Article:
282 pages | 1 Color Illus. | 122 B/W Illus.
Neotropical Biogeography: Regionalization and Evolution presents the most comprehensive single-source treatment of the Neotropical region derived from evolutionary biogeographic studies. The book provides a biogeographic regionalization based on distributional patterns of plant and animal taxa, discusses biotic relationships drawn from track and cladistic biogeographic analyses, and identifies cenocrons (subsets of taxa within biotas identified by their common origin and evolutionary history). It includes maps, area cladograms and vegetation profiles.
The aim of this reference is to provide a biogeographic regionalization that can be used by graduate students, researchers and other professionals concerned with understanding and describing distributional patterns of plants and animals in the Neotropical region. It covers the 53 biogeographic provinces of the Neotropical region that are classified into the Antillean, Brazilian and Chacoan subregions, and the Mexican and South American transition zones.
This is classic biogeography, and while not one to read from cover to cover, it belongs on the bookshelf of anyone working in this region.
-- Markus Eichhorn, Frontiers of Biogeography, June 2017
This richly illustrated and well-organized book provides a thorough overview of biogeographic research in the Neotropics—the tropical belt that stretches from Argentina to Mexico, including the Caribbean… the author provides an excellent and comprehensive review of the progress in Neotropical regionalization, from the early days to recent developments. The cornerstone of this book is that each Neotropical region is summarized in detail, consistently enumerating aspects such the endemic and characteristic taxa, and describing their overall vegetation. For someone interested in a specific portion of the Neotropics, it is a compelling departure point for further reading. It is my hope that this book will not only become a standard reference in Neotropical biogeography, but will also entice a new generation of biogeographers to look more rigorously for patterns, and then take substantial steps in trying to understand them.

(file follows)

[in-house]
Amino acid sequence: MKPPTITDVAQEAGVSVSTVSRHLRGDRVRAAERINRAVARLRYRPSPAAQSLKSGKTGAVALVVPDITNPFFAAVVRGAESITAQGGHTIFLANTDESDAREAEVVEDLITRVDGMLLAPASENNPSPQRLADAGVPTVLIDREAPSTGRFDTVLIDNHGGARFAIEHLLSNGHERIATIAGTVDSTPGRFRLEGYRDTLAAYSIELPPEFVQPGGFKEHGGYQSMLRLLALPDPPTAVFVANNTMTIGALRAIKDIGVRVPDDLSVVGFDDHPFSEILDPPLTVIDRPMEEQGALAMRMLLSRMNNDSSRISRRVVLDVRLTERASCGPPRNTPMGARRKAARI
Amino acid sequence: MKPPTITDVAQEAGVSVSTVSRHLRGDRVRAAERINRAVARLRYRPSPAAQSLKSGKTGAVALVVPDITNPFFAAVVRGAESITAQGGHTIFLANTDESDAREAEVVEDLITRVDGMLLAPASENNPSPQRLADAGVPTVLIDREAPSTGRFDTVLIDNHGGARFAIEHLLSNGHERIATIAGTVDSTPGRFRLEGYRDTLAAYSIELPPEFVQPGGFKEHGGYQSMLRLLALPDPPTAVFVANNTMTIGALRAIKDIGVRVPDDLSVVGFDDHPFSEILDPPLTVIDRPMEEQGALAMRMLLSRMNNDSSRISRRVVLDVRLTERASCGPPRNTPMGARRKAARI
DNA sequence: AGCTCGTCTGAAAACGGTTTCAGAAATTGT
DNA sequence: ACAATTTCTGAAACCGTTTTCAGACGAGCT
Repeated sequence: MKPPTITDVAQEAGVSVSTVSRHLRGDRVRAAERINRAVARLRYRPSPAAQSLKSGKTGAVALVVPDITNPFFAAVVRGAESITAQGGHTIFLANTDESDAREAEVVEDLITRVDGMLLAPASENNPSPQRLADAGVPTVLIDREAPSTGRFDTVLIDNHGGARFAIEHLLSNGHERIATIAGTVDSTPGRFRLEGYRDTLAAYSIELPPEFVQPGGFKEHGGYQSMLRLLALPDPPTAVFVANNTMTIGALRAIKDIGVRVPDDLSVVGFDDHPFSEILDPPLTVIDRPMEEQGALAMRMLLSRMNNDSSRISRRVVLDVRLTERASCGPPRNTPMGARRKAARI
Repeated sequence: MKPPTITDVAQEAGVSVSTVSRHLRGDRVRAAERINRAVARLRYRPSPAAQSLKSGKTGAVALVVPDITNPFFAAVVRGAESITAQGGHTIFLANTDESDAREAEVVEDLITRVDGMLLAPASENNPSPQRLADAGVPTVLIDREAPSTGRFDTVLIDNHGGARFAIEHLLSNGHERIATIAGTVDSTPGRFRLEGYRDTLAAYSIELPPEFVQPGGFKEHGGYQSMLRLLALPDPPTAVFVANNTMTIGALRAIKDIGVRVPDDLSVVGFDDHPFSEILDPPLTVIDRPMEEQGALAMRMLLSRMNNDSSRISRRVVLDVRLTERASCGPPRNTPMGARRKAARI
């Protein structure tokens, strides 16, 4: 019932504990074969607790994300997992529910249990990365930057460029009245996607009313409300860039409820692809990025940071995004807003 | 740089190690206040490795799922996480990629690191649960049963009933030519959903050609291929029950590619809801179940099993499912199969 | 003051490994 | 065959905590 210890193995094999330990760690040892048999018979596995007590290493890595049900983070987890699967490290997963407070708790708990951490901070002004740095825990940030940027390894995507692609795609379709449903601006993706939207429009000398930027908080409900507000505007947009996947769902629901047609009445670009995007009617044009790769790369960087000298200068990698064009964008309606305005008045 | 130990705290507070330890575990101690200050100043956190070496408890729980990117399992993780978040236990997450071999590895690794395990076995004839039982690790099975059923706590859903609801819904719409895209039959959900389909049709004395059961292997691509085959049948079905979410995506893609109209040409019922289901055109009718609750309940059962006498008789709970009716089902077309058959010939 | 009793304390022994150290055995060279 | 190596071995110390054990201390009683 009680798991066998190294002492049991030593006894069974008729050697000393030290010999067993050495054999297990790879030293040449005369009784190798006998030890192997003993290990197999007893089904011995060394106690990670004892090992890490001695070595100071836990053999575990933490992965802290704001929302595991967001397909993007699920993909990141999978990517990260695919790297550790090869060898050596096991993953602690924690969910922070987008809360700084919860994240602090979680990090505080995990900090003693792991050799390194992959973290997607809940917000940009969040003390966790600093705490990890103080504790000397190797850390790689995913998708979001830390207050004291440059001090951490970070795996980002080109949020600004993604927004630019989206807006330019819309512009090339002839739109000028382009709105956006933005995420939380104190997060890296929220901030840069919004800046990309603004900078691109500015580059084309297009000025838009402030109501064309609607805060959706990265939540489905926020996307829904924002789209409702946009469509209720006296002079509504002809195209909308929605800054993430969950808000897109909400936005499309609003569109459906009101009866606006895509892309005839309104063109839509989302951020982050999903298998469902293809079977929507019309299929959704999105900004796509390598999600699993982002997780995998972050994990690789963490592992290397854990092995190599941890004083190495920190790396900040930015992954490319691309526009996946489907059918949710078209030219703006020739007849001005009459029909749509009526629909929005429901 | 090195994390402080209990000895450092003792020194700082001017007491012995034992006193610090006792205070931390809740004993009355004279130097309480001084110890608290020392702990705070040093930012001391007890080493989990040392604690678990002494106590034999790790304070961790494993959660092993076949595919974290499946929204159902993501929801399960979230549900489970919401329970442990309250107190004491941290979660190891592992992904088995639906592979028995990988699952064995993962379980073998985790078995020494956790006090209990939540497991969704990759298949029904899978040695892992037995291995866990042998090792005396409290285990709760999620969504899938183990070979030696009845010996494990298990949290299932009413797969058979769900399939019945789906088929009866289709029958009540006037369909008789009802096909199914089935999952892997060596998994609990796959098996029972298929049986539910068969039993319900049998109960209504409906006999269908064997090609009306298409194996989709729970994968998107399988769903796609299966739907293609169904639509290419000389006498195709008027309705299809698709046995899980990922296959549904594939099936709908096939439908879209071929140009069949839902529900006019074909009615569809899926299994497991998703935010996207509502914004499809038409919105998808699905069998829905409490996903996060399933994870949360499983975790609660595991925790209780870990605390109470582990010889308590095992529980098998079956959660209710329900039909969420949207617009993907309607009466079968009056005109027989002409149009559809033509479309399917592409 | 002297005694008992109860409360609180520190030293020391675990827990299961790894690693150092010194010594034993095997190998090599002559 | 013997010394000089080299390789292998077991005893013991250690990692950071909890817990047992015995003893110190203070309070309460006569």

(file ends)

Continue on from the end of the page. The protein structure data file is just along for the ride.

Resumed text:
-- Alexandre Antonelli, Gothenburg Global Biodiversity Centre, University of Gothenburg, Gothenburg, Sweden, in The Quarterly Review of Biology, Vol 93, 2018
List of Figures
Chapter 1 Theoretical Background
Chapter 2 Historical Background
Chapter 3 The Neotropical Region
Chapter 4 The Mexican Transition Zone
Chapter 5 The Antillean Subregion
Chapter 6 The Brazilian Subregion
Chapter 7 The Chacoan Subregion
Chapter 8 The South American Transition Zone